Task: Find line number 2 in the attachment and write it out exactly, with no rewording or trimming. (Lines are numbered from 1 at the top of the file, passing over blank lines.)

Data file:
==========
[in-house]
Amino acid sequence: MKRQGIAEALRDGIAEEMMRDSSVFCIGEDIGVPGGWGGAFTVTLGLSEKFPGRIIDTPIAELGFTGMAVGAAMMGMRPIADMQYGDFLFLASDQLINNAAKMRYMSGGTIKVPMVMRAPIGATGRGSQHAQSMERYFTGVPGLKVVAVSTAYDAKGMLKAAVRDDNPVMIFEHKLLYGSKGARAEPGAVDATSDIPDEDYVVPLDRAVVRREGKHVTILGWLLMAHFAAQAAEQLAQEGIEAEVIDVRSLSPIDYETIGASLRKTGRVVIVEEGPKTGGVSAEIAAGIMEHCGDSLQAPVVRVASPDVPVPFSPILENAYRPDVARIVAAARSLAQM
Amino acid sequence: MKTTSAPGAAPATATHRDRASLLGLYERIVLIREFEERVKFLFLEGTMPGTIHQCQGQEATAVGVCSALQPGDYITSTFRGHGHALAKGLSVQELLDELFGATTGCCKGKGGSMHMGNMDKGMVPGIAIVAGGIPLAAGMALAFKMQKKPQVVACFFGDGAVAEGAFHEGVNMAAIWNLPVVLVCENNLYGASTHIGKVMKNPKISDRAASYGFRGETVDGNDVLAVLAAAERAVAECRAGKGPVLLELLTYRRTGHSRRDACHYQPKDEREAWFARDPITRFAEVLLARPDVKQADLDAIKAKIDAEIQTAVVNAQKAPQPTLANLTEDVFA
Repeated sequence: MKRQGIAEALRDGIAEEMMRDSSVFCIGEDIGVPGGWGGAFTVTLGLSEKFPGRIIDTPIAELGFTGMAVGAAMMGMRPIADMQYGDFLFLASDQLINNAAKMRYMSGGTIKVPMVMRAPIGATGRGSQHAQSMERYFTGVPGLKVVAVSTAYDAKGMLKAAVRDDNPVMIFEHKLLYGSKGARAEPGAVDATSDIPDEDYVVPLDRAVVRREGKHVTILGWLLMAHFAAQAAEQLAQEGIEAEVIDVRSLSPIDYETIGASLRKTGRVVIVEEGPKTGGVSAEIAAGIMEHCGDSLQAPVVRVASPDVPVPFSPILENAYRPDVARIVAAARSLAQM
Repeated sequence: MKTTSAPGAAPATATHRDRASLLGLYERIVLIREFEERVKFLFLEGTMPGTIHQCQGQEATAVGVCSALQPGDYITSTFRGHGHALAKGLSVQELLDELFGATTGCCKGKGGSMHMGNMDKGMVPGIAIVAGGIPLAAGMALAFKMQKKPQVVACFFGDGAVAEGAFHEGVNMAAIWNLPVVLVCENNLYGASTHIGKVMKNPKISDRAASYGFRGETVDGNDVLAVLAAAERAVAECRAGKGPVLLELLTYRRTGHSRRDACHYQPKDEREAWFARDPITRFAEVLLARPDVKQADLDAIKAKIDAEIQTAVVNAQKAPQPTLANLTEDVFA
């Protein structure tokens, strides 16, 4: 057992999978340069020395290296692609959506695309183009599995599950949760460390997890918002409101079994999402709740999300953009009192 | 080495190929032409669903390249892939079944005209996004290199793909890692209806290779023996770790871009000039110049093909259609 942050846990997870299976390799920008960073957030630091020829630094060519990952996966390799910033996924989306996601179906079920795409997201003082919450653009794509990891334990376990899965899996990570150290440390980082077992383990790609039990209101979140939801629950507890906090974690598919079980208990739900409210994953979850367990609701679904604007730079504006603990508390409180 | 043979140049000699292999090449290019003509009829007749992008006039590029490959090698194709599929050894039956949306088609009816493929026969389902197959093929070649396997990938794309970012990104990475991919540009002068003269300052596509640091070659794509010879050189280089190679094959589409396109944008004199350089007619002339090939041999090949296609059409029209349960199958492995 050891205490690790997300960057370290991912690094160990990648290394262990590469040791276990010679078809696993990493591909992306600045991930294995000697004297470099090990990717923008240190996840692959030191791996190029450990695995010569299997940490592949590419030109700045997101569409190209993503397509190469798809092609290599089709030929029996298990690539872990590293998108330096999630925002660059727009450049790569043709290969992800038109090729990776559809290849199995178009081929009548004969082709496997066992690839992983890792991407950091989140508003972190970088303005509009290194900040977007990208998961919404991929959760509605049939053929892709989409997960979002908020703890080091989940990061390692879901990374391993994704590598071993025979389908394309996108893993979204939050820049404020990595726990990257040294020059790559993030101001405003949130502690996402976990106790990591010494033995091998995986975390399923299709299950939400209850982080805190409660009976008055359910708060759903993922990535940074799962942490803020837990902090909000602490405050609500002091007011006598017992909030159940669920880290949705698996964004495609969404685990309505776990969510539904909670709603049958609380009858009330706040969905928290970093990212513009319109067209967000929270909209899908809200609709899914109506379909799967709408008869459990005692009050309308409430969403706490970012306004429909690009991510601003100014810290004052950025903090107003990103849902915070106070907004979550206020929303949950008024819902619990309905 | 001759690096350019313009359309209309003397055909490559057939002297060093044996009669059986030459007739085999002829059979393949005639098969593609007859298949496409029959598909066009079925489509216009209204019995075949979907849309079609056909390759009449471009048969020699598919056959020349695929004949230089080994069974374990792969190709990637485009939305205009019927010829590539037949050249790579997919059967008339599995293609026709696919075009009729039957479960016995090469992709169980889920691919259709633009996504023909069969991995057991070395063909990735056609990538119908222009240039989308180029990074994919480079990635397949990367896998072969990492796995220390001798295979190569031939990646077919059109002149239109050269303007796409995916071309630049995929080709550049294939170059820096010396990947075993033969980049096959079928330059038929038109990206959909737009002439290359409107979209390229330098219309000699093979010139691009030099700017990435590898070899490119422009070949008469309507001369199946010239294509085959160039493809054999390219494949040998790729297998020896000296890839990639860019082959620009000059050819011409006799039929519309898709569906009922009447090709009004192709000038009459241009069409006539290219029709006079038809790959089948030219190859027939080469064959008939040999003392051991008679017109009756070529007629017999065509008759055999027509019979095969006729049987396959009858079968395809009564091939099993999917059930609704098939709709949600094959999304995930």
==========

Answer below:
Amino acid sequence: MKRQGIAEALRDGIAEEMMRDSSVFCIGEDIGVPGGWGGAFTVTLGLSEKFPGRIIDTPIAELGFTGMAVGAAMMGMRPIADMQYGDFLFLASDQLINNAAKMRYMSGGTIKVPMVMRAPIGATGRGSQHAQSMERYFTGVPGLKVVAVSTAYDAKGMLKAAVRDDNPVMIFEHKLLYGSKGARAEPGAVDATSDIPDEDYVVPLDRAVVRREGKHVTILGWLLMAHFAAQAAEQLAQEGIEAEVIDVRSLSPIDYETIGASLRKTGRVVIVEEGPKTGGVSAEIAAGIMEHCGDSLQAPVVRVASPDVPVPFSPILENAYRPDVARIVAAARSLAQM